Angst over beta-agonists in meat
From ANIMAL PEOPLE, October 1999:
BANGKOK, KUALA LUM-PUR,
HONG KONG––A Thai FDA crackdown on
the use of beta-agonist stimulants in pork production
sounded like late response to old news
when announced in June 1999.
It wasn’t. Hong Kong is a key market
for Thai pork, and six Hong Kong residents
were ill from ingesting beta-agonist
residues with pork offal.
In 1998 Hong Kong banned the sale
of pig offal for four months after 17 people
suffered beta-agonist poisoning.
Beta-agonist traces were found then
in nine out of 14 pigs’ lungs originating from
four farms in Hong Kong and two farms in
Guangdong, on the Chinese mainland. Thai
pork was apparently free of beta-agonists––
and that’s how Bangkok wants to keep it.
The ongoing beta-agonist anxiety in
Thailand and Hong Kong were reminders that
the related scandals of the mid-1990s were
overshadowed, not resolved, when attention
shifted after March 1996 to the BSE/nv-CJD
crisis originating in Britain, foot-and-mouth
disease outbreaks in Taiwan, a deadly new
form of influenza leaping from ducks to
humans in Hong Kong, Newcastle disease in
Australia, and the Nipah virus crossing from
bats to pigs to people in Malaysia.
Common bacterial contamination of
meat is actually far more deadly to humans
than all the recent meat-linked global panic
issues combined. The known human toll from
all of them is under 160. One familiar bacterium,
listereria monocytogenes, by contrast
kills about 425 Americans per year, according
to the Centers for Disease Control and Prevention.
Others, such as salmonella, rarely
kill, but annually afflict more than 100,000.
But the panic issues tend to scare
meat-eaters because they often involve formerly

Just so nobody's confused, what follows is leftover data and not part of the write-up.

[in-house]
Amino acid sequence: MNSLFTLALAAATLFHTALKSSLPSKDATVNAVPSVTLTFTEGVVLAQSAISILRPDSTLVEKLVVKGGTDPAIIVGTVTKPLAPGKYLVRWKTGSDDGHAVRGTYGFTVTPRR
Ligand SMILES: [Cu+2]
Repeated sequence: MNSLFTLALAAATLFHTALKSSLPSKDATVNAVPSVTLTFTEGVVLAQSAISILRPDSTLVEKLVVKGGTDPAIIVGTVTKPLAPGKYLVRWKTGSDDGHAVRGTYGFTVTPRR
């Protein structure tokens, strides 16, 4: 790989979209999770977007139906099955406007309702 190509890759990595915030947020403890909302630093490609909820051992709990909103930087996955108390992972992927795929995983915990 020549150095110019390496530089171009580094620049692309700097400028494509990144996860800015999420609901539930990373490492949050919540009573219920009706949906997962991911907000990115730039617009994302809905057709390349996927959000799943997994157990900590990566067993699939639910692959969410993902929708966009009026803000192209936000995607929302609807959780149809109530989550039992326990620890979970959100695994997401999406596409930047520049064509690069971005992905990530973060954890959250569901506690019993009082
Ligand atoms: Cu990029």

little known or unknown risks. Beta-agonists
are especially scary because they can’t
get into meat by accident. Animals ingest
beta-agonists only if the drugs are deliberately
given, using methods that bypass filtration by
their livers. Such drugs are administered only
if meat producers think they can get away with
putting consumers’ lives in jeopardy.
What are they?
Beta-agonists are a class of musclebuilding
hormonal steroids. They include the
synthetic steroid clenbuterol. Developed to
treat asthma, and illegally used to boost the
performance of racehorses and human trackand-field
athletes, beta-agonists can cause
humans who get even a fraction of the dose
often given to livestock to suffer potentially
fatal breathing trouble and heart palpitation.
Breaking first in France and
Germany during 1988, beta-agonist meat contamination
scares spread to Spain in 1990,
then rocked the livestock industries of the
Netherlands, Belgium, and Ireland.
The Belgian beta-agonist dealers
confirmed their disregard for human as well as
animal life in 1994-1995 by killing slaughterhouse
inspector Karel Van Noppen, 42; twice
bombing the home of Jaak Vandemeulebroucke,
an anti-hormone member of the
European Parliament; and beating other veterinarians
and inspectors, shooting at their
homes, firebombing their cars, and even
roughing up their children.
Noting that illegal beta-agonist use
was most often linked to “finishing” veal
calves for slaughter, Humane Farming
Association investigator Gail Eisnitz spent
most of 1993-1996 exposing use by U.S. vealers.
Veal industry suppliers John Doppenberg
of Vitek and Dan Shields of American Feeds
& Livestock were eventually convicted of
related federal crimes. Cases against several
others are reportedly still unresolved.
Winners at many of the most lucrative
livestock shows in the U.S. were meanwhile
caught using beta-agonists to “beef up”
their animals. Top 4-H and Future Farmers of
America exhibitors were repeatedly stripped of
prizes and showing privileges. At least 13
people including Oklahoma veterinarian Jerry
Bonham, 65, were convicted of illegally selling
But the problems go on. Iowa State
Fair Board officials in January 1999 acknowledged
having found beta-agonist traces in the
1998 4-H grand champion lamb raised by Troy
Schilder, then 19, of Grinnell. Schilder was
barred from exhibiting at the fair for life.
Beta-agonist testing results from
many major 1999 fairs are not yet available.